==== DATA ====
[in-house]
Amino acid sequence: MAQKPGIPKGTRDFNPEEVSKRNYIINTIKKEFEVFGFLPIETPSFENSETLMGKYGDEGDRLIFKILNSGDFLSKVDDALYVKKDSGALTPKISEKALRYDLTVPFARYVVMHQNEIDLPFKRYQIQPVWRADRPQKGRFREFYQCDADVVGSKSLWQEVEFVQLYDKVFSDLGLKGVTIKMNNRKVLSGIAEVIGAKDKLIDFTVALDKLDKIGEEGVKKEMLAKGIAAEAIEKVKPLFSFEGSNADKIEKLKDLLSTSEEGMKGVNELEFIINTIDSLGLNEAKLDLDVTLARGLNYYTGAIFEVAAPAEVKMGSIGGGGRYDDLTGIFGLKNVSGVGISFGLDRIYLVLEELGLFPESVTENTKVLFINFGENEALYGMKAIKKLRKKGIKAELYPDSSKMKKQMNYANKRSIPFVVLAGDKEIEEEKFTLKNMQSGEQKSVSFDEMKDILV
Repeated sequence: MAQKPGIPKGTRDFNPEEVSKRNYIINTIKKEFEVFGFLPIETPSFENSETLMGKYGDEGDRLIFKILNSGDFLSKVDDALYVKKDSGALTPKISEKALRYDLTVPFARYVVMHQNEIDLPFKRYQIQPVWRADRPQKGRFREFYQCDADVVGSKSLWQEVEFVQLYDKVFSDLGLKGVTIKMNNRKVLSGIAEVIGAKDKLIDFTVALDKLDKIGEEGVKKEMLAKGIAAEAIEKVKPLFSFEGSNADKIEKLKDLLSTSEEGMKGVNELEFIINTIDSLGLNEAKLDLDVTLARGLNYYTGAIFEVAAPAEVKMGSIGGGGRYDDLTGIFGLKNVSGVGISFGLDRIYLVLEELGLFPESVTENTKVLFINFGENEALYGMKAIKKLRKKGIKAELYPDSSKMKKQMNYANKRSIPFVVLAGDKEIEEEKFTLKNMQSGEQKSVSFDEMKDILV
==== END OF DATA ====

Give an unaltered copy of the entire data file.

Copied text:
[in-house]
Amino acid sequence: MAQKPGIPKGTRDFNPEEVSKRNYIINTIKKEFEVFGFLPIETPSFENSETLMGKYGDEGDRLIFKILNSGDFLSKVDDALYVKKDSGALTPKISEKALRYDLTVPFARYVVMHQNEIDLPFKRYQIQPVWRADRPQKGRFREFYQCDADVVGSKSLWQEVEFVQLYDKVFSDLGLKGVTIKMNNRKVLSGIAEVIGAKDKLIDFTVALDKLDKIGEEGVKKEMLAKGIAAEAIEKVKPLFSFEGSNADKIEKLKDLLSTSEEGMKGVNELEFIINTIDSLGLNEAKLDLDVTLARGLNYYTGAIFEVAAPAEVKMGSIGGGGRYDDLTGIFGLKNVSGVGISFGLDRIYLVLEELGLFPESVTENTKVLFINFGENEALYGMKAIKKLRKKGIKAELYPDSSKMKKQMNYANKRSIPFVVLAGDKEIEEEKFTLKNMQSGEQKSVSFDEMKDILV
Repeated sequence: MAQKPGIPKGTRDFNPEEVSKRNYIINTIKKEFEVFGFLPIETPSFENSETLMGKYGDEGDRLIFKILNSGDFLSKVDDALYVKKDSGALTPKISEKALRYDLTVPFARYVVMHQNEIDLPFKRYQIQPVWRADRPQKGRFREFYQCDADVVGSKSLWQEVEFVQLYDKVFSDLGLKGVTIKMNNRKVLSGIAEVIGAKDKLIDFTVALDKLDKIGEEGVKKEMLAKGIAAEAIEKVKPLFSFEGSNADKIEKLKDLLSTSEEGMKGVNELEFIINTIDSLGLNEAKLDLDVTLARGLNYYTGAIFEVAAPAEVKMGSIGGGGRYDDLTGIFGLKNVSGVGISFGLDRIYLVLEELGLFPESVTENTKVLFINFGENEALYGMKAIKKLRKKGIKAELYPDSSKMKKQMNYANKRSIPFVVLAGDKEIEEEKFTLKNMQSGEQKSVSFDEMKDILV